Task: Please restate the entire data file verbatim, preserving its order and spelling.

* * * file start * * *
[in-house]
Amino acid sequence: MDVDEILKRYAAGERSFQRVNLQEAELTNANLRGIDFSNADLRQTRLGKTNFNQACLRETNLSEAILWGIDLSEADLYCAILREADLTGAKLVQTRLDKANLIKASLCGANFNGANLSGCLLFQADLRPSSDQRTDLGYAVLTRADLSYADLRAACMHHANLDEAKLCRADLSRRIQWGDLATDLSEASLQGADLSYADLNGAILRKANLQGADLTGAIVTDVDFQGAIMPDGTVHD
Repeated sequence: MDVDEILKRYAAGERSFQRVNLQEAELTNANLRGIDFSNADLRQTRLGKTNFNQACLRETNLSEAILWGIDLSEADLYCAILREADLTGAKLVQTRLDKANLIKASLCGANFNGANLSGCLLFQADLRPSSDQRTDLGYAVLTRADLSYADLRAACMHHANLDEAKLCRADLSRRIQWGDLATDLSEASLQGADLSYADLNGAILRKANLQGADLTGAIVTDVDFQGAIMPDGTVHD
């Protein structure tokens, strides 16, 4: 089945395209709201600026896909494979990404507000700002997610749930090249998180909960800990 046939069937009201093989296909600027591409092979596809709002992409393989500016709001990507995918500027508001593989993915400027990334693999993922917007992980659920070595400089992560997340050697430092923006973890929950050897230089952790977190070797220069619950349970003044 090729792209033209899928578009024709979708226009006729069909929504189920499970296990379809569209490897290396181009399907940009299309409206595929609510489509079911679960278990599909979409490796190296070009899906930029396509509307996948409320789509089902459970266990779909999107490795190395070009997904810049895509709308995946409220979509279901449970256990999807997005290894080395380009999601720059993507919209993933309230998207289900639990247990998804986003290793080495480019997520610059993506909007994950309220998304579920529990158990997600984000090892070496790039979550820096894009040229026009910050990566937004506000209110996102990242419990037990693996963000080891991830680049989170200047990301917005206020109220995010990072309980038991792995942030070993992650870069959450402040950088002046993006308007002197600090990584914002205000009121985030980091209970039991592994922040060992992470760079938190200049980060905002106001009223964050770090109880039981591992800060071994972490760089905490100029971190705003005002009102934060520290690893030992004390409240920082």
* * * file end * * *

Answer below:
[in-house]
Amino acid sequence: MDVDEILKRYAAGERSFQRVNLQEAELTNANLRGIDFSNADLRQTRLGKTNFNQACLRETNLSEAILWGIDLSEADLYCAILREADLTGAKLVQTRLDKANLIKASLCGANFNGANLSGCLLFQADLRPSSDQRTDLGYAVLTRADLSYADLRAACMHHANLDEAKLCRADLSRRIQWGDLATDLSEASLQGADLSYADLNGAILRKANLQGADLTGAIVTDVDFQGAIMPDGTVHD
Repeated sequence: MDVDEILKRYAAGERSFQRVNLQEAELTNANLRGIDFSNADLRQTRLGKTNFNQACLRETNLSEAILWGIDLSEADLYCAILREADLTGAKLVQTRLDKANLIKASLCGANFNGANLSGCLLFQADLRPSSDQRTDLGYAVLTRADLSYADLRAACMHHANLDEAKLCRADLSRRIQWGDLATDLSEASLQGADLSYADLNGAILRKANLQGADLTGAIVTDVDFQGAIMPDGTVHD
């Protein structure tokens, strides 16, 4: 089945395209709201600026896909494979990404507000700002997610749930090249998180909960800990 046939069937009201093989296909600027591409092979596809709002992409393989500016709001990507995918500027508001593989993915400027990334693999993922917007992980659920070595400089992560997340050697430092923006973890929950050897230089952790977190070797220069619950349970003044 090729792209033209899928578009024709979708226009006729069909929504189920499970296990379809569209490897290396181009399907940009299309409206595929609510489509079911679960278990599909979409490796190296070009899906930029396509509307996948409320789509089902459970266990779909999107490795190395070009997904810049895509709308995946409220979509279901449970256990999807997005290894080395380009999601720059993507919209993933309230998207289900639990247990998804986003290793080495480019997520610059993506909007994950309220998304579920529990158990997600984000090892070496790039979550820096894009040229026009910050990566937004506000209110996102990242419990037990693996963000080891991830680049989170200047990301917005206020109220995010990072309980038991792995942030070993992650870069959450402040950088002046993006308007002197600090990584914002205000009121985030980091209970039991592994922040060992992470760079938190200049980060905002106001009223964050770090109880039981591992800060071994972490760089905490100029971190705003005002009102934060520290690893030992004390409240920082």